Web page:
-There is a difference in the process when I'm in my studio compared to when I'm performing for an audience. In my studio, I usually have no audience and I focus on getting good footage of the process from an aerial perspective. When I get an aerial view of the process, the way in which I move around the canvas is different. I have to be mindful of the camera angle so I do a lot more floor work, sprawling out, and less standing. My live performances consist of a lot more standing work, with a concept, story arc, and a music score. When making a piece live I draw from the energy of the crowd and focus on the outward performative aspect of it. This is very different when I'm in my studio though, where I can put my own music on and approach the work more in a more casual, yet focused manner.

Annika Rhea creating in her studio

Can you tell me about the process of preparing for a performance, specifically your performance at the recent Clio Art Fair in New York?

-Yes of course! I performed at Clio for the exhibit entitled “What’s Your Fight”, and I took a bit of a new approach with this performance because I decided to push outside of my comfort zone and present something more daring and less aesthetically pleasing. My goal was to take the audience on an emotional journey through the darkest parts of the creative process such as fear, doubt, anger and fatigue, which are emotional states that we can all relate to. I wrote a storyline that expanded on a section of one of my main stage, full-length performance painting pieces called Journey. Journey centers on a metaphorical premise of an idea moving through the stages of the creative cycle. The journey is performed on a 50-foot-long canvas, split into six sections that represent the Formation, Exploration, Organization, Presentation, Depletion and Resurrection stages of the creative process. The piece I presented for Clio Art Fair, “Darkness Within”, was an extended version of the Depletion Stage into the Resurrection Stage from Journey.

I prepared for this piece by deciding what I wanted to embody and communicate with the audience. I started with exhaustion and fatigue and then moved through fear, doubt, depression, and anger. I used black paint to communicate the darkness overcoming my present reality. I then used red paint to symbolize the heart, and passion leaving my body. I then finished with gold paint to symbolize the reemergence of the creative spirit and the return to purpose.

I pieced together a score, which was composed of seven songs and sounds to accompany the premise of the piece. I pulled mostly from horror films and drama film scores. The piece then resolved itself with ethereal singing bowls and a woman’s voice.

I believe the depletion phase is important to acknowledge as a creator because you have an opportunity to either stop creating and turn around or keep pushing through. Once you do push through, I find that the idea you’re trying to manifest takes its final form. You're also realigned with the “why”, the purpose of why you're doing it in the first place and I find that if the “why” is strong enough, it can lift you up from the debts of the mind.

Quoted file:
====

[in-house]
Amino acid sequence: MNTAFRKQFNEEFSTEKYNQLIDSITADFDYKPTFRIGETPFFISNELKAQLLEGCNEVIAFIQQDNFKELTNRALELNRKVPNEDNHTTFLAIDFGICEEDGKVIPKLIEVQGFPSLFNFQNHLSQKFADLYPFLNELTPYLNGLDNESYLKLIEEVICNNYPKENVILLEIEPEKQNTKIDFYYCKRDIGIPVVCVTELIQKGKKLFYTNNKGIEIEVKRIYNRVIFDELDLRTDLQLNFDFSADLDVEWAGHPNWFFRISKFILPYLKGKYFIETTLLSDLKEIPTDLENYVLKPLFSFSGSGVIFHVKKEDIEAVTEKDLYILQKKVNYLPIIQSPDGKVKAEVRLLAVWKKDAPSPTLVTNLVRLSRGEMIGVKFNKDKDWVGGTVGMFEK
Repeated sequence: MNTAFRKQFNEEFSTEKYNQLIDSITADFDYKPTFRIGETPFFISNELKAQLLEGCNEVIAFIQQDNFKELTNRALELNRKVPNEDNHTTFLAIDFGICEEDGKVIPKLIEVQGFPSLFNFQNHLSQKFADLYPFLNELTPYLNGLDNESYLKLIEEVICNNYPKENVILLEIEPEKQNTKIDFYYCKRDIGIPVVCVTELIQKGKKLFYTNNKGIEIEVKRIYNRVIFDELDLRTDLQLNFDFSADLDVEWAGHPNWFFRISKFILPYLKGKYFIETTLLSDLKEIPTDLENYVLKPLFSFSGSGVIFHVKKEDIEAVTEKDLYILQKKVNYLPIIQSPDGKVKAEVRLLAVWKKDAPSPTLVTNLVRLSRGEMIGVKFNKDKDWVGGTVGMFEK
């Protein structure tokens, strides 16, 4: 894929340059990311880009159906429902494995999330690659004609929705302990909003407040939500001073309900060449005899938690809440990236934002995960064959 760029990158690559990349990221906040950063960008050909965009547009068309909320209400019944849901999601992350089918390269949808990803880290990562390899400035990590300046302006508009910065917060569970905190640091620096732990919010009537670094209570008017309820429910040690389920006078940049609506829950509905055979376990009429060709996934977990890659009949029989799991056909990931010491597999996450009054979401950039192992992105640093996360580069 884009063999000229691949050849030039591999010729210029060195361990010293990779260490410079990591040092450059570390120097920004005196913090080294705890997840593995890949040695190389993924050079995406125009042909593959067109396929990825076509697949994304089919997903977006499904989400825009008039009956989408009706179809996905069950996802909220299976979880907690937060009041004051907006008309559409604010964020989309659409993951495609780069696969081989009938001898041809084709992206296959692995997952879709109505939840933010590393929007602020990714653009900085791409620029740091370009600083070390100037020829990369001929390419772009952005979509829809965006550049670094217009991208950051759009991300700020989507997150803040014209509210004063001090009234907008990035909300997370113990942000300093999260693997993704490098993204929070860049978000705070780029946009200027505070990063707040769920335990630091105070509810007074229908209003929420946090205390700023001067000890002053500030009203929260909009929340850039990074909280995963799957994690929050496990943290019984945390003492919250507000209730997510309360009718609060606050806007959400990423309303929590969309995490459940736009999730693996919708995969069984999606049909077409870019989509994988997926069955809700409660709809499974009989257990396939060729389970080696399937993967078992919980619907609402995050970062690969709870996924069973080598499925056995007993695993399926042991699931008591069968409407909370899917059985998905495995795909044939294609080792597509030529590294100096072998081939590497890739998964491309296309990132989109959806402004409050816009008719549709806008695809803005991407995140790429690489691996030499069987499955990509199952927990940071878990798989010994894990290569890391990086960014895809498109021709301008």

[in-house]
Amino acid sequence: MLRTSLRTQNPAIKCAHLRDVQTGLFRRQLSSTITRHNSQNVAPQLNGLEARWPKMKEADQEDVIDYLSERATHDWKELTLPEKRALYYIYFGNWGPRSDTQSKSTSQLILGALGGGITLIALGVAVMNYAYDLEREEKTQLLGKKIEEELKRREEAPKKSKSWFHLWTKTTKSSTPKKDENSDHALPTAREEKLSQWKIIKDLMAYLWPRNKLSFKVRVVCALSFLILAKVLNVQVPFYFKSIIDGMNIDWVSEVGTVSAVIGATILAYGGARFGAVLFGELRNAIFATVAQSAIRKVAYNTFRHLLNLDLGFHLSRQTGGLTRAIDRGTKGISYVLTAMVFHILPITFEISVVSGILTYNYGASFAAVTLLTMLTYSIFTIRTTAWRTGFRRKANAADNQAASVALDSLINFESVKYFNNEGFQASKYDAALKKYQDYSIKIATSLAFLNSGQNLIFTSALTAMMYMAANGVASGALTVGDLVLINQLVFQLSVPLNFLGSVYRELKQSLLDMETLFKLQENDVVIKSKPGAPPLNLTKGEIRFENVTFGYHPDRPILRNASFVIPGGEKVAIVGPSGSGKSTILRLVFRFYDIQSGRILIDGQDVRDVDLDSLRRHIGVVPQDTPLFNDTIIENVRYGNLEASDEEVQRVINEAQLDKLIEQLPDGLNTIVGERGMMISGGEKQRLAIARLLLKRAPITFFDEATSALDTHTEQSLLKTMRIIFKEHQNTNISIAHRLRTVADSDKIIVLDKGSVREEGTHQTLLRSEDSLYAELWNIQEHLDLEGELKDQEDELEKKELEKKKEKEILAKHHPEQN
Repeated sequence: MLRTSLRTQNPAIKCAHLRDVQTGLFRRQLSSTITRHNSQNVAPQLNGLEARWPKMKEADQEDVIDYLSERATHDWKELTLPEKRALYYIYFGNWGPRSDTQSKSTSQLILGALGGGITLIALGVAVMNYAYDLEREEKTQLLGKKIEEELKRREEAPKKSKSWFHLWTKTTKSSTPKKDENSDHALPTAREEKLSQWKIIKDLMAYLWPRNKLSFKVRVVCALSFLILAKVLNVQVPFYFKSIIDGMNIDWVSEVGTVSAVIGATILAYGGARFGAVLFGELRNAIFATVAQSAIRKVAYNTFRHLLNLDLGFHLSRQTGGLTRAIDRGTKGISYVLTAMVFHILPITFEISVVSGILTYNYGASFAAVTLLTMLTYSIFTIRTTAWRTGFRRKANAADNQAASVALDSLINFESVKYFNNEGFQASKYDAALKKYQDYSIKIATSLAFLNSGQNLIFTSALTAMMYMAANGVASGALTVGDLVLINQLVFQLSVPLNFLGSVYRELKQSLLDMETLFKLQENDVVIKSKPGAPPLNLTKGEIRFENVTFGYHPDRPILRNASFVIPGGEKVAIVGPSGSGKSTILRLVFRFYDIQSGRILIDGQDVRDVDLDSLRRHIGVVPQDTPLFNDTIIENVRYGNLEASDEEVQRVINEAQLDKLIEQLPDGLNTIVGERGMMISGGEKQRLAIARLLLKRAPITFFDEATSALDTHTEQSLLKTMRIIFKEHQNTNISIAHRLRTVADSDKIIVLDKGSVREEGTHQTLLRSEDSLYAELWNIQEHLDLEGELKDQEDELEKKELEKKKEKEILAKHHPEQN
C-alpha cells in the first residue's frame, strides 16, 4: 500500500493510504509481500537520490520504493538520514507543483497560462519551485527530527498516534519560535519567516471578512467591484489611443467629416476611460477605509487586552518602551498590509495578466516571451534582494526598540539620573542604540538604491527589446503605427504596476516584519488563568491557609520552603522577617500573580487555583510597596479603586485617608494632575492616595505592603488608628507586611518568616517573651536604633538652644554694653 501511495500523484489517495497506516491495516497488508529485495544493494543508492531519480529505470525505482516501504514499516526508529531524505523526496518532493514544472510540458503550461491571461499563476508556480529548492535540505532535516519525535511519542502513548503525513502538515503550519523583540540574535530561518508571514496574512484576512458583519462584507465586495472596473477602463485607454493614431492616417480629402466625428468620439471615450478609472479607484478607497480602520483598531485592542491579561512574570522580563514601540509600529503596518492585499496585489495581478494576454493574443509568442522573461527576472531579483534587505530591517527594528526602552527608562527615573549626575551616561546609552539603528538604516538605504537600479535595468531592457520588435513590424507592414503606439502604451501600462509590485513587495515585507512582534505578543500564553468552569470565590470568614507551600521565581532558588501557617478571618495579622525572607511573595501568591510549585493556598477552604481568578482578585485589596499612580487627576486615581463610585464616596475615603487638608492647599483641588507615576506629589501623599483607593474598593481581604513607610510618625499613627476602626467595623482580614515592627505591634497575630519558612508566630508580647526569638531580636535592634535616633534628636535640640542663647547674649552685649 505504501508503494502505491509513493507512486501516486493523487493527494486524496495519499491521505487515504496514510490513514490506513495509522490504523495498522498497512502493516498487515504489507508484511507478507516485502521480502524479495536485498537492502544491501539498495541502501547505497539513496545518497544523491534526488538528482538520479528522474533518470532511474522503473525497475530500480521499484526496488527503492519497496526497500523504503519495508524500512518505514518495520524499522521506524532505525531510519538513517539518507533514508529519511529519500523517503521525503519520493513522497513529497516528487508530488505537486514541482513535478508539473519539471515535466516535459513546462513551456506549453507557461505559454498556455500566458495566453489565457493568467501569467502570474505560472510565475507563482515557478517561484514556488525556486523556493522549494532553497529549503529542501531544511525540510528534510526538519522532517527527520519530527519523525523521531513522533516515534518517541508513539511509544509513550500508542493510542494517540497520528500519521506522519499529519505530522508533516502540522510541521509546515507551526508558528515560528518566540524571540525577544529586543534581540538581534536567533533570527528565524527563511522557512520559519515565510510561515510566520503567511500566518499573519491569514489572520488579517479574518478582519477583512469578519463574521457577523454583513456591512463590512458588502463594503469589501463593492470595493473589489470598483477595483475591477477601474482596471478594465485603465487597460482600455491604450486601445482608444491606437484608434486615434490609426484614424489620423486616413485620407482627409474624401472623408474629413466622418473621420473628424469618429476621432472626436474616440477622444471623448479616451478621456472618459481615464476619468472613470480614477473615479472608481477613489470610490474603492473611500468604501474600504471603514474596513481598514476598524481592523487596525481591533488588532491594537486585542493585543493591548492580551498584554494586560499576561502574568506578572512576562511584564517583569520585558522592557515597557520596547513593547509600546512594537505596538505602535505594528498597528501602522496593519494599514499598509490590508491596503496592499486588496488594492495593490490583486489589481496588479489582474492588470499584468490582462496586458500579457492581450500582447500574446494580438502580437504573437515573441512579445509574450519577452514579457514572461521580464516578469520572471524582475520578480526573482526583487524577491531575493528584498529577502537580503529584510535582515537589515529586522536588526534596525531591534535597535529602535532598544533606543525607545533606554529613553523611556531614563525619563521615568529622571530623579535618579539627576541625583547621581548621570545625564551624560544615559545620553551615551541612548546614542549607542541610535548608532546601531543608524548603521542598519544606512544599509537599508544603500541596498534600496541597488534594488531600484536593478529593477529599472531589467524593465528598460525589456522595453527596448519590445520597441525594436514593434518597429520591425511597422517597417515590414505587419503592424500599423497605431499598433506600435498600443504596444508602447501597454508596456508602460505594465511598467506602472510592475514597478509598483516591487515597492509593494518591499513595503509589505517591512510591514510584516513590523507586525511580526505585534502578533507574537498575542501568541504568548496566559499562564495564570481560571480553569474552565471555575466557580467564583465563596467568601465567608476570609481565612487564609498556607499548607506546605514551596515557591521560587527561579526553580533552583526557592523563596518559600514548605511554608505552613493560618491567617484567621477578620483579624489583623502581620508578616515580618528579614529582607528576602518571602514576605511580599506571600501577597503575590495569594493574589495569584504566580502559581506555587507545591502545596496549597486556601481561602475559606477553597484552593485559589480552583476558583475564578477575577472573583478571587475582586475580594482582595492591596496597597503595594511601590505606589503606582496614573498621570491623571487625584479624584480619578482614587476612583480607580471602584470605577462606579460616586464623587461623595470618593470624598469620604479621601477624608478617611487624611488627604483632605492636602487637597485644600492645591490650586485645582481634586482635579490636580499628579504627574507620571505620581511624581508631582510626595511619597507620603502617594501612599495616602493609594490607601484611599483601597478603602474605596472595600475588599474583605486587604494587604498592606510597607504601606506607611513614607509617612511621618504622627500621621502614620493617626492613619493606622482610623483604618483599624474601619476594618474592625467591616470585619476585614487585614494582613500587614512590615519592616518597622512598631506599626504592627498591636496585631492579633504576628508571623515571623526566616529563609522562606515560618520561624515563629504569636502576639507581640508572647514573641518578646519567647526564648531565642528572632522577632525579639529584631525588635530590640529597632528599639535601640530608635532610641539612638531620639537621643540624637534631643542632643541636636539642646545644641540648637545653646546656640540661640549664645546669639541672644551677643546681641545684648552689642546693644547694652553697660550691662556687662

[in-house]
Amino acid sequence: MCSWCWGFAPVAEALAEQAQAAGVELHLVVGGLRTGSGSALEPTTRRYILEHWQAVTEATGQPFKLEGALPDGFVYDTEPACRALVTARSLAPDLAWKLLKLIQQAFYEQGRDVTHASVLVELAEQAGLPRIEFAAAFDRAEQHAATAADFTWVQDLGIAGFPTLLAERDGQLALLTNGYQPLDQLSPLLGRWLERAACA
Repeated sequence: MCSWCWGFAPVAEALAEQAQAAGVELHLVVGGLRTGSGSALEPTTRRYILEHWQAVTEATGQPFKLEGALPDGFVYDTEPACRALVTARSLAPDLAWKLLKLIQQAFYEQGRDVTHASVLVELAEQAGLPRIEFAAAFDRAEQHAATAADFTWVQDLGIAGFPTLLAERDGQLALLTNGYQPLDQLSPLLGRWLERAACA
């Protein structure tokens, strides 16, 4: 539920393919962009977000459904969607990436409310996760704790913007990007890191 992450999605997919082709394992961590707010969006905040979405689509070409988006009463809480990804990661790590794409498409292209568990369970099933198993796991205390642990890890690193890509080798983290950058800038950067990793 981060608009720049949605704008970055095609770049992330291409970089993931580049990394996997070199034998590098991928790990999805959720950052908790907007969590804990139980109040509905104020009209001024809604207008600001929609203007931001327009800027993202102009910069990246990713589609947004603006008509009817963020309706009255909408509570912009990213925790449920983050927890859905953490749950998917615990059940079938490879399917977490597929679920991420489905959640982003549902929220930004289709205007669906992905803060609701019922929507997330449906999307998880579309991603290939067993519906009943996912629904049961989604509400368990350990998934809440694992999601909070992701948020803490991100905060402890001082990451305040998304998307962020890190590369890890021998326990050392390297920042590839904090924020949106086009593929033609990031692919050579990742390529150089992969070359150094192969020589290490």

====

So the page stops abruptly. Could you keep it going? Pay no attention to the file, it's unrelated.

Journey - Acrylic / Body Medium on Canvas

You have mentioned in a video that in the last year, you've learned a lot about acceptance and its importance for your overall wellness and vitality. Has this journey with acceptance had an impact on your approach to your art/flow?

-Absolutely! I believe that finding and staying in flow is a constant process of accepting and adapting. The faster that you can move through this process of accepting what is and adapting to it, the more you will be able to live life at ease. Observing and exploring my art form, which is based in flow, is what brought me those teachings. As an action painter, you never quite know where the paint will land, that’s the magic of it. This is like life, where you can plan for things to happen but sometimes, they don’t happen quite like you expect. And then what do you do? You accept and adapt. For me, I paint and perform in flow and so the entire process is rapid creative problem solving, the paint lands and I accept and adapt to it and keep composing until I’m happy with the overall composition of the piece.

When I begin my performances, I meditate on the canvas to enter into my flow state. I’ve become fascinated with flow and how it exists physically, mentally, neurologically, and spiritually. I’ve been writing about the philosophy of flow and will be giving a speech at Burning Man this year entitled, "The Key to Finding Flow and Living a Vital Life". I believe that if resistance is a door and flow is an open door, acceptance is the key and I think this is applicable to all aspects of life.

Whisp - Acrylic on Canvas

What shows have you been in recently and what do you have coming up?

-As I mentioned, I participated in the Clio Art Fair in New York. I’ve also done quite a few private performances this summer where I create commissions, paintings, and live for clients. I just recently participated in Art Basel in Switzerland where I exhibited and performed twice in mid-June and I was awarded an exhibit extension and residency so I’ll be here for a few more weeks. As far as future projects, I’ll be performing and conducting a lecture at Burning Man and I’m currently piecing together a public ticketed series for the fall in NYC and the next dates for Journey. Lastly, I’ll be performing at Lowes and a few other places during Art Basel Miami. I post my performances and events on Instagram and on my website, if someone would like to attend, they can find the information there.

You can learn more about Annika and follow her journey via these links: